Maintaining the Right Amount of Sleep can Lower the Risk of Heart Disease

Sleeping 6-7 hours per night is linked to a decreased risk of heart attack and stroke mortality based on research. (Photo via

What is your daily sleep duration? While some people sleep for only 3 to 4 hours per night, others manage to get 6 to 7 hours of sleep. Studies reveal that the latter group demonstrates better cardiovascular health indicators.

Detroit, MI (ADH News) – It is imperative not to underestimate the importance of sleep. According to a study by Henry Ford Hospital in the United States, sleeping too long or too short may increase the risk of heart disease. Researchers have found that sleep can play a role in cardiovascular risk in the same way as diet, smoking, or exercise. It is recommended that a suitable sleep time is 6 to 7 hours.

Researcher Kartik Gupta and his team analyzed the data of participants in the National Health and Nutrition Examination Survey from 2005 to 2010, a total of 14,079 people. The average age of these participants was 46, and 10% of them had a history of heart disease and related complications.

“Sleep is often overlooked, but it may play a role in cardiovascular disease, which may be one of the most cost-effective ways to reduce the risk of cardiovascular disease.” Dr. Kartik Gupta said.

Participants were divided into three groups for observation. They were followed for an average of 7.5 years to observe their deaths from heart disease, heart failure, or stroke. The researchers compared the participants’ Atherosclerotic cardiovascular disease (ASCVD) and C-reactive protein (CRP) from the participants’ sleep and related data.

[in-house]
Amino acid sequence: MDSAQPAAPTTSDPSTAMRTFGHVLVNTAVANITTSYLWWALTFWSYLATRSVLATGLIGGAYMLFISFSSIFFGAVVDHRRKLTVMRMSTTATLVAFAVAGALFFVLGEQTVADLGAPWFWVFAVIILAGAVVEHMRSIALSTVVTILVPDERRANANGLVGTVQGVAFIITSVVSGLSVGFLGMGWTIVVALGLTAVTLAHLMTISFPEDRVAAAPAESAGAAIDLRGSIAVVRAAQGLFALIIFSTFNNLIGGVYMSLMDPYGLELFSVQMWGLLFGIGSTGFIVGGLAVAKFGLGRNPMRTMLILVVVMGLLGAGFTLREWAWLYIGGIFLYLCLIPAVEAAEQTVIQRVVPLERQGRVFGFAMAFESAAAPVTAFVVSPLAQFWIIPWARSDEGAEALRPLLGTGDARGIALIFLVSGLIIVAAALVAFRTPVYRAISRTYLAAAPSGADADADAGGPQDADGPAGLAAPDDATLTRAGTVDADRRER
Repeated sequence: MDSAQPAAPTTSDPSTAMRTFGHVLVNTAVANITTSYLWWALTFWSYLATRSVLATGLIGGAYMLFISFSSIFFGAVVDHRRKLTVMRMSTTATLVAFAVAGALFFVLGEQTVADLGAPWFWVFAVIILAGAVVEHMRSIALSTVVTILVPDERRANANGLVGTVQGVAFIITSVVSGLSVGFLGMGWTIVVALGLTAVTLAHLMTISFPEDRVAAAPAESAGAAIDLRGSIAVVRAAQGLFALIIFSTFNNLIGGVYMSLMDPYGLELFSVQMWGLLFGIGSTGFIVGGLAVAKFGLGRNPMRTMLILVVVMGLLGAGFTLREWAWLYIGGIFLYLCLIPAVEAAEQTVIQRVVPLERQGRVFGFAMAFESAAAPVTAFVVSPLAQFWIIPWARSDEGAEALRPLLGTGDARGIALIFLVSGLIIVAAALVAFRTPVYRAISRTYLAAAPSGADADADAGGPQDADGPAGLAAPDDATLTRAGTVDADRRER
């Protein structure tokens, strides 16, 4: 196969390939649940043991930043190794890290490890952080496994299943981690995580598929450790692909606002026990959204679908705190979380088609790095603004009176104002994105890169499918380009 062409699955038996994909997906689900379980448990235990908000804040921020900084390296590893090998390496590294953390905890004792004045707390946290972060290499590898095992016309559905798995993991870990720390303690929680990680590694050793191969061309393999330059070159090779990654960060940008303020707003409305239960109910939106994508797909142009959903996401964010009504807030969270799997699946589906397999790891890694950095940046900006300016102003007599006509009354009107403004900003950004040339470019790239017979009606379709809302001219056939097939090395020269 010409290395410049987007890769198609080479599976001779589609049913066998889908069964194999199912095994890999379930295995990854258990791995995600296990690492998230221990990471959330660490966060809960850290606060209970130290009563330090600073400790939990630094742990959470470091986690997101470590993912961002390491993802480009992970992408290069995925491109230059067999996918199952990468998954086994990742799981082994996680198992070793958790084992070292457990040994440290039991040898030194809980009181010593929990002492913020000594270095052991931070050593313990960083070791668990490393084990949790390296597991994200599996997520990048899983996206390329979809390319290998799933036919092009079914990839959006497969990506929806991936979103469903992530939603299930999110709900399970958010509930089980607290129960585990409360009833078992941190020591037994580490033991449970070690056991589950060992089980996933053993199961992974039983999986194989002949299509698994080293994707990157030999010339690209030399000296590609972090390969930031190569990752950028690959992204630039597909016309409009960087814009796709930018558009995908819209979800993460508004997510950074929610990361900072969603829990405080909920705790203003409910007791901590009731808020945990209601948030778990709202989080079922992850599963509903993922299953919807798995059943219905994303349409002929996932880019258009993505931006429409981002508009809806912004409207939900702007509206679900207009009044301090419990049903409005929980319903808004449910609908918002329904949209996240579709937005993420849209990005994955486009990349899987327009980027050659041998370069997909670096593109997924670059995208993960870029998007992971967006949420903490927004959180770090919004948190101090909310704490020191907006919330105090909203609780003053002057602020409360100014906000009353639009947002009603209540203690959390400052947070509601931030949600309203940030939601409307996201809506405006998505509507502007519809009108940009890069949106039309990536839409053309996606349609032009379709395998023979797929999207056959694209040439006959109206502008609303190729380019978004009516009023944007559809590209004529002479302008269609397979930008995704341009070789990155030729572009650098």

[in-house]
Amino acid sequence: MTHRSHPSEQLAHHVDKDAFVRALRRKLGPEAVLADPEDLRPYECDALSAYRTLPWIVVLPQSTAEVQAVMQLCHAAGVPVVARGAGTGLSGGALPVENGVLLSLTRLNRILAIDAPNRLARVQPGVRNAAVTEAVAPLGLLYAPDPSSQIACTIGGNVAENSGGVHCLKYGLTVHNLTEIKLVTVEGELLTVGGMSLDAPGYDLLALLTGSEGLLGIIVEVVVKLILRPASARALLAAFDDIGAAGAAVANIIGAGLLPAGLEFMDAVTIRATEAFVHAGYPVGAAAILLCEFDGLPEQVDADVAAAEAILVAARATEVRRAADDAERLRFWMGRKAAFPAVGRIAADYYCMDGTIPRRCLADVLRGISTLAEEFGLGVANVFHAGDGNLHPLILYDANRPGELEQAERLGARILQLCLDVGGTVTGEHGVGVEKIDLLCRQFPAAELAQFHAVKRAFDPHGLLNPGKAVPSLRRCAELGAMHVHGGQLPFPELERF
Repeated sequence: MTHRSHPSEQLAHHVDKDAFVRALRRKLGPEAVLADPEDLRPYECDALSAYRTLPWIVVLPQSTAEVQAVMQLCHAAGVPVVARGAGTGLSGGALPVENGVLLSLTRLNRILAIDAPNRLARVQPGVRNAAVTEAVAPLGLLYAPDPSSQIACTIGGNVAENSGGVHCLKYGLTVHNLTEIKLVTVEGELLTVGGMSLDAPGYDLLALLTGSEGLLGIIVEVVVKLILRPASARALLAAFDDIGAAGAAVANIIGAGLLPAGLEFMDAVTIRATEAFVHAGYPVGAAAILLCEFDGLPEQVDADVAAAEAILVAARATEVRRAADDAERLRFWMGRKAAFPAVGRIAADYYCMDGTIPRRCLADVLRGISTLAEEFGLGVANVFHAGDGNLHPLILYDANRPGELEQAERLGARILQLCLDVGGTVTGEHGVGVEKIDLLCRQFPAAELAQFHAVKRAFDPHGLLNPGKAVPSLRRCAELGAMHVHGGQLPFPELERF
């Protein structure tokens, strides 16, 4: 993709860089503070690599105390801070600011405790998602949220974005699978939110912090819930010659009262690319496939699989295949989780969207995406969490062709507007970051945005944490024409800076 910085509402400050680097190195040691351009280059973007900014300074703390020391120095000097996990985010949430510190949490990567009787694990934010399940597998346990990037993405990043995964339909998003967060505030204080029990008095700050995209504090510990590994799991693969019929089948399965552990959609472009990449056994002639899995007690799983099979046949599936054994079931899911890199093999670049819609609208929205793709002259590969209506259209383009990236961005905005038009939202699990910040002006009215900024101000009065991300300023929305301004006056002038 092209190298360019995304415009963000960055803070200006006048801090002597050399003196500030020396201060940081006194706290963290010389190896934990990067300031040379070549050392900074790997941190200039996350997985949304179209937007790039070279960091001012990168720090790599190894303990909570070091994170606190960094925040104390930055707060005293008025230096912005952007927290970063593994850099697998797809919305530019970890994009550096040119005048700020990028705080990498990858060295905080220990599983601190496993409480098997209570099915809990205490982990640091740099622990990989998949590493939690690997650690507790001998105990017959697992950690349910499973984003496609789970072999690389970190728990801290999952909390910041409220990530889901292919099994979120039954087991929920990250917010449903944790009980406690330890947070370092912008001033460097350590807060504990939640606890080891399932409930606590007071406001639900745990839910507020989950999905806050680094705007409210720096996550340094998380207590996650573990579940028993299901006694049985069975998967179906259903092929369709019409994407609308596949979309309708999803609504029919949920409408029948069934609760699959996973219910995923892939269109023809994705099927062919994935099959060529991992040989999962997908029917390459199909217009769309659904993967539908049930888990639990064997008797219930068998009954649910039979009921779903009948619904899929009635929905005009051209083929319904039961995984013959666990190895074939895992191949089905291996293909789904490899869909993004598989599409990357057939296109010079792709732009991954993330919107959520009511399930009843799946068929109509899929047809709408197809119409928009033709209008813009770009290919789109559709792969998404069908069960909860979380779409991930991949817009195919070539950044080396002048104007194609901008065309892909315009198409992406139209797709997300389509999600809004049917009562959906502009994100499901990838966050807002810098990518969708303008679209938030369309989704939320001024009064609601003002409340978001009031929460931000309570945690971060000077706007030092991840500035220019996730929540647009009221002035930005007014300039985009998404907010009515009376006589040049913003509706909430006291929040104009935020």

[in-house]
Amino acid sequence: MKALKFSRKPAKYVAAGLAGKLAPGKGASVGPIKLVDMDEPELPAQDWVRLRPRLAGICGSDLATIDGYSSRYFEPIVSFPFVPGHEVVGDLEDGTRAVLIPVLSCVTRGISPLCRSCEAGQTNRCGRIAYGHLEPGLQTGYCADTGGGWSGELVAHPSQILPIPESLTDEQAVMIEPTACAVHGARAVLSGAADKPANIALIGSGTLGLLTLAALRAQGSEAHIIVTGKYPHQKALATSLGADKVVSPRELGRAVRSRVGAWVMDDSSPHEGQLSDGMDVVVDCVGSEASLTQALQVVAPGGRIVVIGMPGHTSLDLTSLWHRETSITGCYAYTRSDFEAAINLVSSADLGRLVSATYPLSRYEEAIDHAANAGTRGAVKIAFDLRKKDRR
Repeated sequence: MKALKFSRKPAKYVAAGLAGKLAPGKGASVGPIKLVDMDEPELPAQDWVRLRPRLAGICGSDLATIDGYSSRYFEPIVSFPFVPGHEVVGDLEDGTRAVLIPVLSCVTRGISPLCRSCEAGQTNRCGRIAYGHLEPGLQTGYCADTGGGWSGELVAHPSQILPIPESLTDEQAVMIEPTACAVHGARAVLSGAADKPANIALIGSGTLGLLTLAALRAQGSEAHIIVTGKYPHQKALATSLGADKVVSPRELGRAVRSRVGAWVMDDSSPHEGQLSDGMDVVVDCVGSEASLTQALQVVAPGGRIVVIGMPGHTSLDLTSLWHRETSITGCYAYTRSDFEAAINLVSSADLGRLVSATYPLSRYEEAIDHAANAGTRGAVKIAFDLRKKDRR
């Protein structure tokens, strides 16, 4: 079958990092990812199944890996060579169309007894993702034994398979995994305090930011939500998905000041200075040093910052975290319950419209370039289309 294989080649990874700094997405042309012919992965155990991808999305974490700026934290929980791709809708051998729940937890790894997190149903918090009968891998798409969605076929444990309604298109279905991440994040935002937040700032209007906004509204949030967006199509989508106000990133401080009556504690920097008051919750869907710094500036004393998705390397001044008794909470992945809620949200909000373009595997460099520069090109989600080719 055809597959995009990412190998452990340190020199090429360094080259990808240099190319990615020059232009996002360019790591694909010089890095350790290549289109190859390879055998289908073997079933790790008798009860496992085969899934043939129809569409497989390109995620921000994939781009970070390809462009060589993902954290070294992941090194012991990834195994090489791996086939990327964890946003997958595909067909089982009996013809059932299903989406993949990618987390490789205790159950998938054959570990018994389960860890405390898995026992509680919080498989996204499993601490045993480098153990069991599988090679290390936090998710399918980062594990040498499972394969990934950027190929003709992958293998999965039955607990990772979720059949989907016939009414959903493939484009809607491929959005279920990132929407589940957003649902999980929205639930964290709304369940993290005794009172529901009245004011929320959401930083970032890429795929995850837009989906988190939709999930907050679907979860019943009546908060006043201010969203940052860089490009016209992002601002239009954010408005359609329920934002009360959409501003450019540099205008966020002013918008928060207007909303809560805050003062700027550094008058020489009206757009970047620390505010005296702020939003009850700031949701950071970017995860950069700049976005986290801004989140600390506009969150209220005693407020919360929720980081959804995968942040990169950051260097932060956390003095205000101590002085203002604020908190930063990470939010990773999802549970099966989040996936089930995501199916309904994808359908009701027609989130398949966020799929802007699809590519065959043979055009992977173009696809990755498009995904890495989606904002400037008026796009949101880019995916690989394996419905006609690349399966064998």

“Participants with insufficient sleep or too long sleep have higher CRP indicators, which increased inflammation measured by CRP may cause. Those who show insufficient sleep or too much sleep have a higher risk of inflammation.” Dr. Kartik Gupta explained.

Researchers also found that people who sleep 6 to 7 hours a night have the lowest chance of dying from a heart attack or stroke. However, people who sleep 6 to 7 hours a night have the same ASCVD as those who sleep more than 7 hours, indicating that ASCVD may not fully reflect the risk of heart disease.

Since everyone needs to pay different labors at work, and the sleeping environment and quality are also different, will these lead to differences in research results? The research team emphasized that the current study suggests that sleep for 6 to 7 hours can reduce the risk of heart disease, but sleep includes conditions such as depth and quality, so the results need to be further verified.

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